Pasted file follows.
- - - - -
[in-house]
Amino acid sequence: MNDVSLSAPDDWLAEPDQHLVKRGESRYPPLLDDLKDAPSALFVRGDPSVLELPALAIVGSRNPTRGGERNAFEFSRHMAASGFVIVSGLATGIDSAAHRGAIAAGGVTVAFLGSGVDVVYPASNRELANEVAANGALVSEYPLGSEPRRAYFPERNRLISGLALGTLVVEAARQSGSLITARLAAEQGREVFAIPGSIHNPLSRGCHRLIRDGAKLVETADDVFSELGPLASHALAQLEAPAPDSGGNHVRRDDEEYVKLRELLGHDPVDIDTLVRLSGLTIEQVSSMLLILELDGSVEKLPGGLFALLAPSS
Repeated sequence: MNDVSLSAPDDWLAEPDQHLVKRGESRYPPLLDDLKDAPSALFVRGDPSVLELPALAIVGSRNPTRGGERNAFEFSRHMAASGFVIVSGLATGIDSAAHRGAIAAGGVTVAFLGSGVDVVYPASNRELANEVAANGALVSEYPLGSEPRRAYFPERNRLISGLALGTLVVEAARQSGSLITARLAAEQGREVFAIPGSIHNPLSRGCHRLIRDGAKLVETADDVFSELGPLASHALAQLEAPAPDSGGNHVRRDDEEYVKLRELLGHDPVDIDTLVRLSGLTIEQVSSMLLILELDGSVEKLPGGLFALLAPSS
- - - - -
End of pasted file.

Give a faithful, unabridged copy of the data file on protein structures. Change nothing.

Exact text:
[in-house]
Amino acid sequence: MNDVSLSAPDDWLAEPDQHLVKRGESRYPPLLDDLKDAPSALFVRGDPSVLELPALAIVGSRNPTRGGERNAFEFSRHMAASGFVIVSGLATGIDSAAHRGAIAAGGVTVAFLGSGVDVVYPASNRELANEVAANGALVSEYPLGSEPRRAYFPERNRLISGLALGTLVVEAARQSGSLITARLAAEQGREVFAIPGSIHNPLSRGCHRLIRDGAKLVETADDVFSELGPLASHALAQLEAPAPDSGGNHVRRDDEEYVKLRELLGHDPVDIDTLVRLSGLTIEQVSSMLLILELDGSVEKLPGGLFALLAPSS
Repeated sequence: MNDVSLSAPDDWLAEPDQHLVKRGESRYPPLLDDLKDAPSALFVRGDPSVLELPALAIVGSRNPTRGGERNAFEFSRHMAASGFVIVSGLATGIDSAAHRGAIAAGGVTVAFLGSGVDVVYPASNRELANEVAANGALVSEYPLGSEPRRAYFPERNRLISGLALGTLVVEAARQSGSLITARLAAEQGREVFAIPGSIHNPLSRGCHRLIRDGAKLVETADDVFSELGPLASHALAQLEAPAPDSGGNHVRRDDEEYVKLRELLGHDPVDIDTLVRLSGLTIEQVSSMLLILELDGSVEKLPGGLFALLAPSS